Takata Modifies Chemical Formula of Propellants in Airbags
The Wall Street Journal reports that Takata has modified the chemical formula of propellants inside their airbags after some were recalled for exploding too forcefully and causing injuries to drivers and passengers. However, a company spokesperson said that the modifications are not in response to any design flaws in previous airbags, nor are they a direct consequence of recalls – rather the company described the modifications as “routine improvements.”
At least four deaths and over 30 injuries in the United States have been linked to the alleged defective deployment of the airbags. The defect has led to a multitude of nation-wide lawsuits, which assert that Takata and several car manufacturers defrauded consumers by concealing crucial information pertaining to the airbags. One possibility for the defect is Takata’s choice to use an unusual explosive chemical, ammonium nitrate, to inflate its airbags in milliseconds, according to auto industry executives. “No other supplier other than Takata has used this ammonium nitrate,” states Jochen Siebert, the managing director of JSC Automotive Consulting in Shanghai.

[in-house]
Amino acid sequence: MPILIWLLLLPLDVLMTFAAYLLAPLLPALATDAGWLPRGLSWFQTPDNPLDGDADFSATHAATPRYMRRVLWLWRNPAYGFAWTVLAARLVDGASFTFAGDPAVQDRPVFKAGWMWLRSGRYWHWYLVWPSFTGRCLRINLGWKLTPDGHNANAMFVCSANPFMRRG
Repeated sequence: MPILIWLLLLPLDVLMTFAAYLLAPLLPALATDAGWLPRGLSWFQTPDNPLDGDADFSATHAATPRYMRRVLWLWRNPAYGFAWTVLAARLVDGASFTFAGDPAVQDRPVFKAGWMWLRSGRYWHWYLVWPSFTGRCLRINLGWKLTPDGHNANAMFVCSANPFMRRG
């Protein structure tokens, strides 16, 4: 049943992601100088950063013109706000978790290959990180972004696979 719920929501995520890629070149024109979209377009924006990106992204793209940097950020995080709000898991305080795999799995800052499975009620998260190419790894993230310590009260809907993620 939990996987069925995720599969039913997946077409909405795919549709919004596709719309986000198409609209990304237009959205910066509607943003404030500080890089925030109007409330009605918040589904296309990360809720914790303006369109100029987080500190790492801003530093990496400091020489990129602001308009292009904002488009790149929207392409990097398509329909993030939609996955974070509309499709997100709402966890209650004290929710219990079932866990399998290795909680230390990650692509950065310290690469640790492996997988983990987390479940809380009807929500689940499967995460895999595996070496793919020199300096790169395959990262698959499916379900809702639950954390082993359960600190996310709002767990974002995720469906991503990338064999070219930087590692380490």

The U.S. National Highway Traffic Safety Administration received statements from several auto manufacturers that they are issuing recalls to address the safety defect. The manufacturers involved in the recall include BMW, Chrysler, Ford, Honda, Mazda, Nissan, Toyota, and Mitsubishi. And according to a recent report by The New York Times, the National Highway Traffic Safety Administration has ordered that Takata turn over pertinent records. In particular, the administration has demanded that “Takata turn over records regarding the production, testing and subsequent concerns raised internally and by automakers over the airbags, as well as communications between the company and automakers about defect concerns.”
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